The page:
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Review: VETSAID at Nationwide Arena

Review: VETSAID at Nationwide Arena

Walsh shows a new side in veterans benefit

When the Eagles appeared in Columbus for the "The History of the Eagles" tour, the members of the band appeared in nearly identical black suits. One of the first questions readers always ask is: "Joe Walsh has a suit?"

The confusion is understandable. Walsh has had a reputation of being the American Keith Moon, a rarely constrained force of nature that lives "in hotels, tear out the walls/I have accountants pay for it all."

That was then. This is now. In 2022, the veteran rocker has turned into a respectable philanthropist who organized the fifth annual VetsAid concert Nov. 13 at Nationwide Arena. Ohio rockers the Breeders (an alternative rock act from Dayton), the Black Keys (a rock duo from Akron), Nine Inch Nails (an industrial rock band from Cleveland), and Nirvana drummer and Foo Fighters front man Dave Grohl (Warren) joined Walsh and the recently reformed James Gang (also from Cleveland) for a marathon concert.

"When I found myself in a position where I could give something back to our veterans, who have given so much and asked for so little, I knew I had to do something," said Walsh, whose father Lt. Robert Newton Fidler was killed in a plane crash in Okinawa, Japan. "Seeing as rock and roll is something that I do best, I figured this was something I could do to serve the vets of this country.

"The two things that have saved my life over and over have been the friends I've made and the music we made together. Our hope is that these musical festivals can share that community, fellowship, and joy with a different city each year and raise money for the local veterans."

The concert marked the first time Walsh has chosen Columbus as the location for the show. Being in the heart of Ohio meant a lot to Walsh, who grew up in Columbus.

Appropriately enough, members of the Ohio State marching band opened the concert with the state anthem, "Hang On, Sloopy" and "The Star-Spangled Banner" before giving the stage to the Breeders.

According to Christian Walsh, each band got a full set instead of a partial playlist. The Breeders ground their way through a 14-song, feedback-impaired set. They closed their set with "Cannonball" and a cover of the Pixies' "Gigantic." Midway through "Gigantic," Grohl popped in for a guitar.

This became a returning theme throughout the show. Grohl joined the James Gang on drums for Funk #49, and then joined Walsh and Roy Orbison's grandson (and Walsh's godchild) Roy Orbison III for the final set. One half-expected Grohl to join the Black Keys on clarinet and/or play kazoo during the Nine Inch Nails set.

The James Gang of Walsh, drummer Jim Fox, and guitarist Dale Peters then followed with a wide ranging 9-song set. The trio started with covers of Howard Tate's "Stop" and Albert King's "You're Gonna Need Me" and then hitting such touchstones as "Tend My Garden" and "Walk Away" and then closing of course with "Funk 49" with Grohl joining Fox on drums. The former Nirvana drummer was perfectly synchronized with Fox, matching stroke for stroke, beat for beat on the classic.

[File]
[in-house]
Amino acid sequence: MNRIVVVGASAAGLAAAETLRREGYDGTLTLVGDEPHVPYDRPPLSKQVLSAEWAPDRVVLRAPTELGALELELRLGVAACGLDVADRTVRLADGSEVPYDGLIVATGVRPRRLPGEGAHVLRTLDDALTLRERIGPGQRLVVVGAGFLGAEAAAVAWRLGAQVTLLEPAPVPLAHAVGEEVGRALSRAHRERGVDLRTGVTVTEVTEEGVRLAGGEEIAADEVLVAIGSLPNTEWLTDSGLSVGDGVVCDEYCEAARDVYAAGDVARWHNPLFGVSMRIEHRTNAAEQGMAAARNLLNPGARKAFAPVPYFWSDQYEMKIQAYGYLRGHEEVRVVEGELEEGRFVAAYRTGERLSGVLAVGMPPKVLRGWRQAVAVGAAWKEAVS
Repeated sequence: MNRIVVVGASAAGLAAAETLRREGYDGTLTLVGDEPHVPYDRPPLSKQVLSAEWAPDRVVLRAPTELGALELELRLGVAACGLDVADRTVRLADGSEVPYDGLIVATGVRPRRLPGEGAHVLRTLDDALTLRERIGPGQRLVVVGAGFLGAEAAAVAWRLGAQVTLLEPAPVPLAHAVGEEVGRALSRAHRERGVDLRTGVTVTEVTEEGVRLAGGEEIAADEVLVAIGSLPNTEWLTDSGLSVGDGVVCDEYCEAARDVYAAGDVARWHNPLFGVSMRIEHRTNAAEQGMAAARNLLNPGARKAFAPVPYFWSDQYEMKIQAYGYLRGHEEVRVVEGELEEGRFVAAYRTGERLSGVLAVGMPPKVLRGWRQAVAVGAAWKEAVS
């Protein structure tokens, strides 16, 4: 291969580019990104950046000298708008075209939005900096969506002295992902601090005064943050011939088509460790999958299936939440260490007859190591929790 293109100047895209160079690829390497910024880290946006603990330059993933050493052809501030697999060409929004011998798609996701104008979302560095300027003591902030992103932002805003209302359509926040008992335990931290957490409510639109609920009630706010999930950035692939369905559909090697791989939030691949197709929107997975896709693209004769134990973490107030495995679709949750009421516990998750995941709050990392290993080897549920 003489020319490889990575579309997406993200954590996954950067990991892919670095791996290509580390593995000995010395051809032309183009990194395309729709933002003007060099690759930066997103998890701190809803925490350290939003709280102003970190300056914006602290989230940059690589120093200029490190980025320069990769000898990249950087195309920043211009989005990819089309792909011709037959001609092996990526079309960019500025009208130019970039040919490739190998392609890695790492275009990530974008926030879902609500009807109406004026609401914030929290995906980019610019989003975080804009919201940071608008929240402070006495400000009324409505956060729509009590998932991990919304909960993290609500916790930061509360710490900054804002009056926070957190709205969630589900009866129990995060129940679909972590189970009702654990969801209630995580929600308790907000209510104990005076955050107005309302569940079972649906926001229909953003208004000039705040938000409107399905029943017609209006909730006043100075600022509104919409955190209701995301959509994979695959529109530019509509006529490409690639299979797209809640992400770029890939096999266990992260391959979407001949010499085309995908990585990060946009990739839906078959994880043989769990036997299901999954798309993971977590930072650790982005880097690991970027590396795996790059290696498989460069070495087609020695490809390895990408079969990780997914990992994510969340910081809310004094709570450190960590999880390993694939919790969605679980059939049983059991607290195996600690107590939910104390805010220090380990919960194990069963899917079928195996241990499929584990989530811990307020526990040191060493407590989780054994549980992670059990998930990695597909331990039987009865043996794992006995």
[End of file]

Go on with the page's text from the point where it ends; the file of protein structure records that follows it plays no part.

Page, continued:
The Black Keys, which consists of drummer Patrick Carney and guitarist Dan Auerbach, had the unenviable task of following the James Gang. However, the duo more than held their own with an audience that for the most part was unfamiliar with their music. Carney and Auerbach blazed through a 10-song set including "Little Black Submarines," "Lonely Boy," and "Your Touch."

The audience was pumped and primed for Nine Inch Nails. The band started with a swine flu set of "March of the Pigs" followed "Piggy."

In the middle of his set, NIN front man Trent Reznor said it took him all of 45 seconds to decide to join the concert.

"When Joe's people called and said, 'Joe wants to you to join ...' I said 'I'm in' (before they could complete the sentence)," Reznor said. "Joe Walsh was one of the first concerts I saw."

NIN closed with a haunting version of "Hurt," which seemed to match the message of the sense of loss many veterans feel when trying to return to normalcy.

Upon returning to the stage for the closing portion of the show, Walsh said, "Wow! That was my first Nine Inch Nails concert. It remained me of a Northridge earthquake."

Walsh unleashed a few songs that charted on the seismograph himself with a rocking four-song set of "In the City," "Turn to Stone," "Life's Been Good," and "Rocky Mountain Way."

During his brief return to Columbus, Walsh did everything but dot the I in the Script Ohio. He held an autograph signing at Used Kids Record Store, had a street named after him, and visited the National Veterans Memorial and Museum. The highlight for him, however, was visiting with an old friend Terry Hatzo.

Walsh and his wife Marjorie said there was something special about coming back to Ohio for the James Gang and the rest of the bands on the slate.

"What a blessing this has been for me and my family to pull this off in a city that nurtured my young mind, introduced me to rock and roll and provided some stability to our family in that little house on Summit Street," Walsh said.

"I want to share something Dave Grohl just said to me, 'I want to thank you for bringing me home,'" Marjorie Walsh added. "Dave went to see his family home today and Joe is seeing his tomorrow. All of the guys have said that to me: 'Thanks for bringing me home.'"

In 1980, Walsh began a tongue-in-cheek campaign for the Presidency, lampooning the political process. However, considering all he has done for veterans and how he has matured as an artist, he might not make a bad candidate. After all, we could do far worse.

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